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Eritrea's attempt to shut down religious schools sparks protests

(Pixabay/coyot)The Eritrean government has tried to shut down religious schools as part of its plans to force all schools in the nation to go public.

Students have gathered in Eritrea's capital of Asmara last week to protest against an attempt to shut down a religious school as part of the government's plans to force all schools in the nation to go public.

The Eritrean government has reportedly announced in September that all schools in the nation would be transformed into "community" or public schools, noting that the changes would take effect immediately.

According to Christian Solidarity Worldwide (CSW), the proposal to transfer control of every school to local communities was devised by the Ministry of Education in 2014.

World Watch Monitor noted that turning over religious schools to the government would entail that students will be forbidden from wearing religious items such as Christian crosses or Muslim headscarves.

Among the schools that were notified of the changes was the Catholic Medhanie Alem Secondary School in Asmara, which was ordered by the regional Minister of Education "to close the school and to report to the [regional administration] the list of all the students."

In a letter dated Sept. 18, the Minister cited a 1995 government declaration, which stated that all social activities, such as private schools, clinics and orphanages, should be under the control of the government. The proclamation also noted that the activities of religious organizations should be limited to attending to the spiritual wellbeing of adherents.

When the Catholic church refused to comply with the request, the government shut down the school and arrested a nun, Sr. Tinsaw, and a priest, Abba Haile Paulos.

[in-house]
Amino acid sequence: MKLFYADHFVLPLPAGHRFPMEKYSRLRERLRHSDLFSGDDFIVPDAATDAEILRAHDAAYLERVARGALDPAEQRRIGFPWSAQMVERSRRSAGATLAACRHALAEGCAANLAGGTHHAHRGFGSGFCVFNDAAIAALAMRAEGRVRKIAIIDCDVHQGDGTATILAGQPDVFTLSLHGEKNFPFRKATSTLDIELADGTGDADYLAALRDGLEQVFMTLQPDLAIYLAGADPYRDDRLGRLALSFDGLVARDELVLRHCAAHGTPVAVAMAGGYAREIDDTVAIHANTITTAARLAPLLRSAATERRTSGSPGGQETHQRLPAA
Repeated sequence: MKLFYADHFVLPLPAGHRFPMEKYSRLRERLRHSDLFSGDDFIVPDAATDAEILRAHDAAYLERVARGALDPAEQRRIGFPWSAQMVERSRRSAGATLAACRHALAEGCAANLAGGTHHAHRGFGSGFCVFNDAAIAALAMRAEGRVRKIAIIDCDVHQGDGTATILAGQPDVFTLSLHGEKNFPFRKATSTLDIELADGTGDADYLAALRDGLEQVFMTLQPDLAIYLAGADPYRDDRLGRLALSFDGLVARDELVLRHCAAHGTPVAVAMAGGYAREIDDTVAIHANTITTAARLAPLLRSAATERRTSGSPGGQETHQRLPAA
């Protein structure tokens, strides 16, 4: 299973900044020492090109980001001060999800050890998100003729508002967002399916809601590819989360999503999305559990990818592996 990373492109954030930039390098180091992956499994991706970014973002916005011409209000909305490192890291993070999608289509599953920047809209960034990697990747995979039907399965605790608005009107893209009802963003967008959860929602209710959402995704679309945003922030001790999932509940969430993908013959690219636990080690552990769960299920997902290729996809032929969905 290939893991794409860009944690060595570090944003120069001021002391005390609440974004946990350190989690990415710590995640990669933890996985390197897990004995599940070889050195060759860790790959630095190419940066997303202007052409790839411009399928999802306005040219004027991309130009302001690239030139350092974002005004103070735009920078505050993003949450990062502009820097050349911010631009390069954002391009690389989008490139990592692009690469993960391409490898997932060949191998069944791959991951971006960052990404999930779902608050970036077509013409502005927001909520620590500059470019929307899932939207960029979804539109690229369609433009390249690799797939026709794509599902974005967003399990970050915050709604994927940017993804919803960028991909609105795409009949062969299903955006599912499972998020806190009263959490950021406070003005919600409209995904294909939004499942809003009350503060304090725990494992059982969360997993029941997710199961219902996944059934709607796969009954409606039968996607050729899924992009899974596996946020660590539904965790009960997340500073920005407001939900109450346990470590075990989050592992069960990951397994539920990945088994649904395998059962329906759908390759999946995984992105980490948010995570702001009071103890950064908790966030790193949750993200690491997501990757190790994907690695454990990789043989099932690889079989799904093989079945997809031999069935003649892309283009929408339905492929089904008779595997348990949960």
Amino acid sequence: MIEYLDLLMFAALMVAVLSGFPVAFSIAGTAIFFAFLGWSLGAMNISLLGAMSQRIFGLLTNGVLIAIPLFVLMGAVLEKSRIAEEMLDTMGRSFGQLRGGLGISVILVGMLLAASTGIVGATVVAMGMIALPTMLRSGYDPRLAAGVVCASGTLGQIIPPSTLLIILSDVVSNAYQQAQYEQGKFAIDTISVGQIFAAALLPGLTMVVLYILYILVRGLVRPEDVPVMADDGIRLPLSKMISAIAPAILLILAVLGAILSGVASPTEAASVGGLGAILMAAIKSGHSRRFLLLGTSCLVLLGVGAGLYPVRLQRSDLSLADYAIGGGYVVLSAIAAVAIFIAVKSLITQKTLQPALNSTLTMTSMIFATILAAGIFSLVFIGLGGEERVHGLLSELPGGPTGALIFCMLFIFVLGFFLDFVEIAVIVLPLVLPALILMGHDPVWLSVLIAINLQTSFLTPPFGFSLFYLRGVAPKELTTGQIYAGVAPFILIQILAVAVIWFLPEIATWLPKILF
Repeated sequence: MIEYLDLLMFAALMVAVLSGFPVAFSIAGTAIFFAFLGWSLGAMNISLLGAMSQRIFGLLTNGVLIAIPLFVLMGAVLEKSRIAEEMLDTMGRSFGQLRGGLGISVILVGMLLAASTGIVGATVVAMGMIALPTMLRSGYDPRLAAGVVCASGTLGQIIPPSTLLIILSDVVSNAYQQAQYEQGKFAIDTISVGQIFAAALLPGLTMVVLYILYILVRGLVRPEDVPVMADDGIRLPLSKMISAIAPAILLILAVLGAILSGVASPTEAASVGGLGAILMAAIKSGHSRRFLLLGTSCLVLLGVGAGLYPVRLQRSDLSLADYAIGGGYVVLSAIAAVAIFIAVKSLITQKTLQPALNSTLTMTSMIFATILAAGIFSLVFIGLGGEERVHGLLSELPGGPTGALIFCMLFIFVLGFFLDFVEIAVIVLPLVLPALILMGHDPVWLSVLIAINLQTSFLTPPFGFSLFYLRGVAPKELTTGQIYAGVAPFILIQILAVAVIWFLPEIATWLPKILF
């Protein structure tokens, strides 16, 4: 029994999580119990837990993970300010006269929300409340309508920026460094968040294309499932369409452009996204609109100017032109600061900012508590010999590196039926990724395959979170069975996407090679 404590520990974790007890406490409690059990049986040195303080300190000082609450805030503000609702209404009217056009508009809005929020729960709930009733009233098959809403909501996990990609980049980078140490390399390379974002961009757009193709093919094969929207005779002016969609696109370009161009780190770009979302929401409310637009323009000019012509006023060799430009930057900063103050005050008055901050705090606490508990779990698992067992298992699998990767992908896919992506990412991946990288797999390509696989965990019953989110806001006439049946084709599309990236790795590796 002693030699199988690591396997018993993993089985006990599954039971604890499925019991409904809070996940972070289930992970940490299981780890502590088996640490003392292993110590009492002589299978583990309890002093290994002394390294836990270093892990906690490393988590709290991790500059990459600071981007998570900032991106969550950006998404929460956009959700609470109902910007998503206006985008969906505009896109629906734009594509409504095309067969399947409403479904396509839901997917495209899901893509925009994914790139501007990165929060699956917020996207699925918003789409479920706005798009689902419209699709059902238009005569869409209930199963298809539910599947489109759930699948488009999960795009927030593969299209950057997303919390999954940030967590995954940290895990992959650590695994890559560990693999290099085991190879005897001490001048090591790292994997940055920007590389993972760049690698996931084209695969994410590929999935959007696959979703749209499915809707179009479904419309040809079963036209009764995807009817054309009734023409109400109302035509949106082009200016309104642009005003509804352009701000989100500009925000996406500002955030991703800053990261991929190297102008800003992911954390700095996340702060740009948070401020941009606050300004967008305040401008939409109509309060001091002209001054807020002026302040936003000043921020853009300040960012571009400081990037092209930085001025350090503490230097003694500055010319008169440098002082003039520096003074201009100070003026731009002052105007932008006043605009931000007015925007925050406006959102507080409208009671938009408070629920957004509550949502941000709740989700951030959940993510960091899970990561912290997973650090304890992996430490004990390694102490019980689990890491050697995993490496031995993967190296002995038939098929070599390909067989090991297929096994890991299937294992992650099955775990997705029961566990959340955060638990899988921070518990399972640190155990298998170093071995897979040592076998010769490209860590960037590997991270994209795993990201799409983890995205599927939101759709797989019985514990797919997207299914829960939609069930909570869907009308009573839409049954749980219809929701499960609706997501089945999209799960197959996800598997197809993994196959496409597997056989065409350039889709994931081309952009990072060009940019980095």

On Oct. 20, the authorities arrested Hajji Musa Mohammed Nur, a nonagenarian and the respected Honorary President of Al Diaa Islamic School in Asmara, for opposing the government's decision to expropriate the private school.

Students had gathered in the Akhria neighbourhood in the north of Asmara on Oct. 31 to demand the release of Hajji and other detainees who were also arrested for opposing the government plan.

The demonstration reportedly turned violent as the crowd of protesters grew. Armed security personnel allegedly began assaulting the students, who in turn responded by throwing stones.

A video of the incident reportedly showed security personnel shooting and chasing unarmed protesters through the streets of the capital.

Armed undercover security officials continued patrolling the streets even though the protests ended by Tuesday.

Asmara-based activist network Arbi Harnet noted that the private Islamic school has been reopened "quietly" and some of the students who were detained during the protests have been released. However, some of them were reportedly mistreated by the police in order to obtain information.

"The targeting of educational establishments belonging to two of the faith communities which are permitted to function in the country is indicative of an enduring unwillingness to respect and protect both the right to education and the right of freedom of religion or belief," said CSW Chief Executive Mervyn Thomas.

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